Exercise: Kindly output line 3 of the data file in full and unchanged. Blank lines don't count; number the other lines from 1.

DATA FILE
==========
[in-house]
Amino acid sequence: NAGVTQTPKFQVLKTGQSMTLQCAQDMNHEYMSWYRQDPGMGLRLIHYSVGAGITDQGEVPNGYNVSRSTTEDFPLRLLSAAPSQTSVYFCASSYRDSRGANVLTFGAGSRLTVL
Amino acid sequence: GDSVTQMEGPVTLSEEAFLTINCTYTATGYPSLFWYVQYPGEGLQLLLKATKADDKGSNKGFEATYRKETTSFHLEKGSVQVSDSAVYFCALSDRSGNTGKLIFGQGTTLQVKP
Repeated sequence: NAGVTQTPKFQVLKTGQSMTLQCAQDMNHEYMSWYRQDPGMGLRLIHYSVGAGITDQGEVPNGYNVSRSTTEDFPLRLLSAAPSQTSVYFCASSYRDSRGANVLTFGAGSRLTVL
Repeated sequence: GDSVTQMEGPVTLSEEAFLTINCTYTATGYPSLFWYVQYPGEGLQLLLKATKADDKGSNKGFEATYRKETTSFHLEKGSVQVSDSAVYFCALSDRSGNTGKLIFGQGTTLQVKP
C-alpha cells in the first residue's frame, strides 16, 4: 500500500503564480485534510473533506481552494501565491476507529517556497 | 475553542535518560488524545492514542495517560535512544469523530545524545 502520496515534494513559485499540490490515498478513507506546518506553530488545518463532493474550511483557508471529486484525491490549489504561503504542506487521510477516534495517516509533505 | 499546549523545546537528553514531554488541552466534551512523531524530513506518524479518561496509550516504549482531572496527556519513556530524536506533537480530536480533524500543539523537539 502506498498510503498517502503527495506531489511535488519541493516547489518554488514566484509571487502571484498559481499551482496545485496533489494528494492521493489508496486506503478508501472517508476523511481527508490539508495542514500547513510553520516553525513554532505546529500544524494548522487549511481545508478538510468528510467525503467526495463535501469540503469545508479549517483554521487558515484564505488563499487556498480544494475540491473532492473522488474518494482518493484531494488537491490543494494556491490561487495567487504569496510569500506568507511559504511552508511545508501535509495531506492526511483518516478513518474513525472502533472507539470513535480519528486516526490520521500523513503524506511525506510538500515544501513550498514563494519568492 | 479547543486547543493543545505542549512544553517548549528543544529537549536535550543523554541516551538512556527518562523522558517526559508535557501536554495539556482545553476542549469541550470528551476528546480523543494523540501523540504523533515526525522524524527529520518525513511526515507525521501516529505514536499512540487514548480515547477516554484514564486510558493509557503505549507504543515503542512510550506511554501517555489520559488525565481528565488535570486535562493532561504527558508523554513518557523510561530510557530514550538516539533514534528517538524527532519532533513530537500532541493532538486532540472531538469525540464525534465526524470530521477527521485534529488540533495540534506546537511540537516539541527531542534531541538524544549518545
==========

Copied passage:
Amino acid sequence: GDSVTQMEGPVTLSEEAFLTINCTYTATGYPSLFWYVQYPGEGLQLLLKATKADDKGSNKGFEATYRKETTSFHLEKGSVQVSDSAVYFCALSDRSGNTGKLIFGQGTTLQVKP